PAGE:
Ezra Klein recently interviewed Barack Obama on his New York Times sponsored podcast, and as you might imagine, Obama had a number of intriguing things to say about the hardening of political polarization, the backlash spurred by efforts to come to terms with the country’s racial history, and the structural advantages Republicans enjoy thanks to the composition of the Senate and the Electoral College. But here was the observation–and the question that elicited it– that struck me as a “dead on” explanation of American divisions right now.
Klein: In 2012, you won noncollege whites making less than $27,000 a year. Donald Trump then won them by more than 20 points. He kept them in 2020. What advice do you have to Democrats to bring educational polarization back down?
Obama: I actually think Joe Biden’s got good instincts on this. If you’re 45, and working in a blue collar job, and somebody is lecturing me about becoming a computer programmer, that feels like something got spit out of some think tank as opposed to how my real life is lived.
People knew I was left on issues like race, or gender equality, and L.G.B.T.Q. issues and so forth. But I think maybe the reason I was successful campaigning in downstate Illinois, or Iowa, or places like that is they never felt as if I was condemning them for not having gotten to the politically correct answer quick enough, or that somehow they were morally suspect because they had grown up with and believed more traditional values.
The challenge is when I started running in 2007-2008, it was still possible for me to go into a small town, in a disproportionately white conservative town in rural America, and get a fair hearing because people just hadn’t heard of me. They might say what kind of name is that? They might look at me and have a set of assumptions. But the filter just wasn’t that thick.
The prototypical example is I show up in a small town in Southern Illinois, which is closer to the South than it is to Chicago, both culturally as well as geographically. And usually, the local paper was owned by a modestly conservative, maybe even quite conservative usually, guy. He’d call me in. We’d have a cup of coffee. We’d have a conversation about tax policy, or trade, or whatever else he cared about. And at the end of it, usually I could expect some sort of story in the paper saying, well, we met with Obama. He seems like an intelligent young man. We don’t agree with him on much. He’s kind of liberal for our taste, but he had some interesting ideas. And you know, that was it.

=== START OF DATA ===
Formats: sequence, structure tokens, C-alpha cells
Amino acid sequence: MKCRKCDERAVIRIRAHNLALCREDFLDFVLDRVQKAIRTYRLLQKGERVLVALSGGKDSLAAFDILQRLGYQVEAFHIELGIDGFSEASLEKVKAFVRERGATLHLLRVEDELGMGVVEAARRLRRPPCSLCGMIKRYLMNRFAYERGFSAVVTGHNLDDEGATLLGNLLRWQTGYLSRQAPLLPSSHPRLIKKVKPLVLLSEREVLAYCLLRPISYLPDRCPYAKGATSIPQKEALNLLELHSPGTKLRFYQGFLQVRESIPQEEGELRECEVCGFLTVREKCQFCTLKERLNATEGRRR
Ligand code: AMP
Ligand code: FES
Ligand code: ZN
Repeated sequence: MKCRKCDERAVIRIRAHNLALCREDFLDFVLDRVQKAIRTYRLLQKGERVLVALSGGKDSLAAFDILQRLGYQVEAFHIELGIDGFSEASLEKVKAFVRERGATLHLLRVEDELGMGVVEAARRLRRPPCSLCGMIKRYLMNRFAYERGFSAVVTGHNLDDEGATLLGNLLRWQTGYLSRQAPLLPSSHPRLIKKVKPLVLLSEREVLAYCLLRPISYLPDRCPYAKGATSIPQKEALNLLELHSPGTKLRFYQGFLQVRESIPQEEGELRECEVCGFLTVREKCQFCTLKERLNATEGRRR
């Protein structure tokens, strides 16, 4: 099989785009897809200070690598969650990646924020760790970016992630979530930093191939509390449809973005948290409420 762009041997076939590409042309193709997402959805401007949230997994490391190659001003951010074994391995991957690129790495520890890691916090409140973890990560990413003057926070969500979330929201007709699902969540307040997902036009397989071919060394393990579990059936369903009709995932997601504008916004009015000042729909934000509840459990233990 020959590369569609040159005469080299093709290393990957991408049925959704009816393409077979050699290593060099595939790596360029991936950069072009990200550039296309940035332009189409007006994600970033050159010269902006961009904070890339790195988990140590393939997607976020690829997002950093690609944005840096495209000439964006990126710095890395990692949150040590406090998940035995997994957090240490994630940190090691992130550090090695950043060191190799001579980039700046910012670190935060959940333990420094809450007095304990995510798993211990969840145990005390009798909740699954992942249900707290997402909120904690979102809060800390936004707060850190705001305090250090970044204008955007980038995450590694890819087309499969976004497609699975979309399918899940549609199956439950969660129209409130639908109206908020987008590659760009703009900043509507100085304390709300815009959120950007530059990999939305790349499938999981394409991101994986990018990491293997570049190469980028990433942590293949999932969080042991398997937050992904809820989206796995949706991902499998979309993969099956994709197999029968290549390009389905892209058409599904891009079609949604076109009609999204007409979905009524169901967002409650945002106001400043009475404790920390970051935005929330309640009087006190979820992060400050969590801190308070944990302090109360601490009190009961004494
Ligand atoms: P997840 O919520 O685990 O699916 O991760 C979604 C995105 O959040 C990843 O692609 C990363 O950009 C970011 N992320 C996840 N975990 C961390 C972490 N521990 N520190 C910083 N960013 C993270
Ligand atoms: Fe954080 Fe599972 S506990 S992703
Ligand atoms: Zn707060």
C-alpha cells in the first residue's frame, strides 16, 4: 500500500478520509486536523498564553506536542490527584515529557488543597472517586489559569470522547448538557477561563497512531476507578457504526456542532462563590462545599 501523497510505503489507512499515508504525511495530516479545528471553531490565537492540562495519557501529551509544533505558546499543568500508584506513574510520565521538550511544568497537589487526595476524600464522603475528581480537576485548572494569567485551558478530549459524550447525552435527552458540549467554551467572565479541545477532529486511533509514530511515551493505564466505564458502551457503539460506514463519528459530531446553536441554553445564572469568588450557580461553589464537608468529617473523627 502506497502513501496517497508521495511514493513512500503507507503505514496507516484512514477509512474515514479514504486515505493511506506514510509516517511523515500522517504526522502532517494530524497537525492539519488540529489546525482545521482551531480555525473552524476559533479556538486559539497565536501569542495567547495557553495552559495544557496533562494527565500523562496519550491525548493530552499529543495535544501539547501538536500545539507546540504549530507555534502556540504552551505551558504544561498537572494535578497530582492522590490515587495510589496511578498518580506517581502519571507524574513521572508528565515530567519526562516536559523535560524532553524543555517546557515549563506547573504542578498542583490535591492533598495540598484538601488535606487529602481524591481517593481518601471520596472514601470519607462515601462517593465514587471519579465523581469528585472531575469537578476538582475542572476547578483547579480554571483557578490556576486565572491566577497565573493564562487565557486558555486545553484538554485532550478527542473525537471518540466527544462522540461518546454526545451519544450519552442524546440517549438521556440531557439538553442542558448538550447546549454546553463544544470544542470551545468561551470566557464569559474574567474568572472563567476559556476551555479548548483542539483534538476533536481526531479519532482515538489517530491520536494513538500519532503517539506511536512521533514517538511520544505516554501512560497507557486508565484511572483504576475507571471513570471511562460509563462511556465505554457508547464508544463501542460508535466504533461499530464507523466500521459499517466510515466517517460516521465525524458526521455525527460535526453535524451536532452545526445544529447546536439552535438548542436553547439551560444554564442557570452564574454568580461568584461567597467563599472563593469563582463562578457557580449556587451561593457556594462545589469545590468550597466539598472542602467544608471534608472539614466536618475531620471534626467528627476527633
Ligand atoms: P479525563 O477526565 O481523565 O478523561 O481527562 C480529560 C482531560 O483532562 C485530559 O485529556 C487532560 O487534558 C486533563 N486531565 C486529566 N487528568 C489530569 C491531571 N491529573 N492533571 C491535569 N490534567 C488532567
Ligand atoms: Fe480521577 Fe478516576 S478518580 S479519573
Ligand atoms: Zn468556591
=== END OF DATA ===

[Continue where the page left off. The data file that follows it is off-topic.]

So then I could go to the fish fry, or the V.F.W. hall, or all these other venues, and just talk to people. And they didn’t have any preconceptions about what I believed. They could just take me at face value. If I went into those same places now — or if any Democrat who’s campaigning goes in those places now — almost all news is from either Fox News, Sinclair news stations, talk radio, or some Facebook page. And trying to penetrate that is really difficult.
They didn’t have any preconceptions about what I believed. That’s what has changed–thanks largely, as Obama notes, to the rightwing media ecosystem.
Self-identified “conservatives” (whose definition of “conservative” is increasingly limited to protecting White Christian privilege) think they know what “liberalism” is–it’s “woke” and supercilious, and its adherents are entitled globalists who sneer at them. Pointing out their misuse of terms like “socialist” or their misconceptions about “cancel culture” or their wildly inaccurate criticisms of Critical Race Theory only confirms that image.
The result is that the only coherent “policy” these folks exhibit is more an attitude than a position–they just want to “own the libs.” They just want to get a rise out of the people they believe are sneering at them. What is ironic is that the “libs” are overwhelmingly the ones counseling mutual understanding and recommending “reaching out”…but people who have internalized grievance have long since abandoned considering evidence contrary to those grievances.
The question, of course, is the same one I keep posing: What do we do? I will readily admit that–beyond working our tails off to keep these people out of power– I have no idea.
It’s clear that we are past the point where acting on well-meaning but tone-deaf pieties about “inviting dialogue” and trying to “understand their perspective” will ameliorate the resentment–or modify the racism that in most cases has generated it.
I strongly recommend clicking through and reading the entire transcript. It’s depressing, but enlightening. (And no, it doesn’t answer my question…)